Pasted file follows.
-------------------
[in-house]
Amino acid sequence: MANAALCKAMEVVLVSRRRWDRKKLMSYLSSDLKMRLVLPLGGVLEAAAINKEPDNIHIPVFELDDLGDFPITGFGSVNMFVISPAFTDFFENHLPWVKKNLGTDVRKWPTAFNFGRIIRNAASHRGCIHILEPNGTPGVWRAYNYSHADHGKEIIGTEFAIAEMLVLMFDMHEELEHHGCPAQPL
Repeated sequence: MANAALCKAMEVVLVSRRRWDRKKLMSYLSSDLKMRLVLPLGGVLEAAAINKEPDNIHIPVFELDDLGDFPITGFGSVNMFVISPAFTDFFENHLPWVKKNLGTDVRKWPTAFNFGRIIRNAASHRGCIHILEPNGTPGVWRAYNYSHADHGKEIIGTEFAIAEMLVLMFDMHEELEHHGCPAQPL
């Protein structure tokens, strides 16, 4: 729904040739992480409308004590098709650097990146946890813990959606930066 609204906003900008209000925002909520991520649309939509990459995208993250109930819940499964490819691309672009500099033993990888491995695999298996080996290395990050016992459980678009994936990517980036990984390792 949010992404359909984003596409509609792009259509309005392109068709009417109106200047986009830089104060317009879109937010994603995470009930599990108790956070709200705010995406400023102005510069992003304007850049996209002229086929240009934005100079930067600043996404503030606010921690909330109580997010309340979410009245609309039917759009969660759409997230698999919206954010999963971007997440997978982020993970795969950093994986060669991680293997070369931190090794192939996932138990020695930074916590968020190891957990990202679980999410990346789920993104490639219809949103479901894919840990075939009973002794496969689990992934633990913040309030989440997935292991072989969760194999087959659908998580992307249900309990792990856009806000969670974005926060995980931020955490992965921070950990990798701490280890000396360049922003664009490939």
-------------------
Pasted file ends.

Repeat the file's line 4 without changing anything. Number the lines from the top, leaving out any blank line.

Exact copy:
């Protein structure tokens, strides 16, 4: 729904040739992480409308004590098709650097990146946890813990959606930066 609204906003900008209000925002909520991520649309939509990459995208993250109930819940499964490819691309672009500099033993990888491995695999298996080996290395990050016992459980678009994936990517980036990984390792 949010992404359909984003596409509609792009259509309005392109068709009417109106200047986009830089104060317009879109937010994603995470009930599990108790956070709200705010995406400023102005510069992003304007850049996209002229086929240009934005100079930067600043996404503030606010921690909330109580997010309340979410009245609309039917759009969660759409997230698999919206954010999963971007997440997978982020993970795969950093994986060669991680293997070369931190090794192939996932138990020695930074916590968020190891957990990202679980999410990346789920993104490639219809949103479901894919840990075939009973002794496969689990992934633990913040309030989440997935292991072989969760194999087959659908998580992307249900309990792990856009806000969670974005926060995980931020955490992965921070950990990798701490280890000396360049922003664009490939």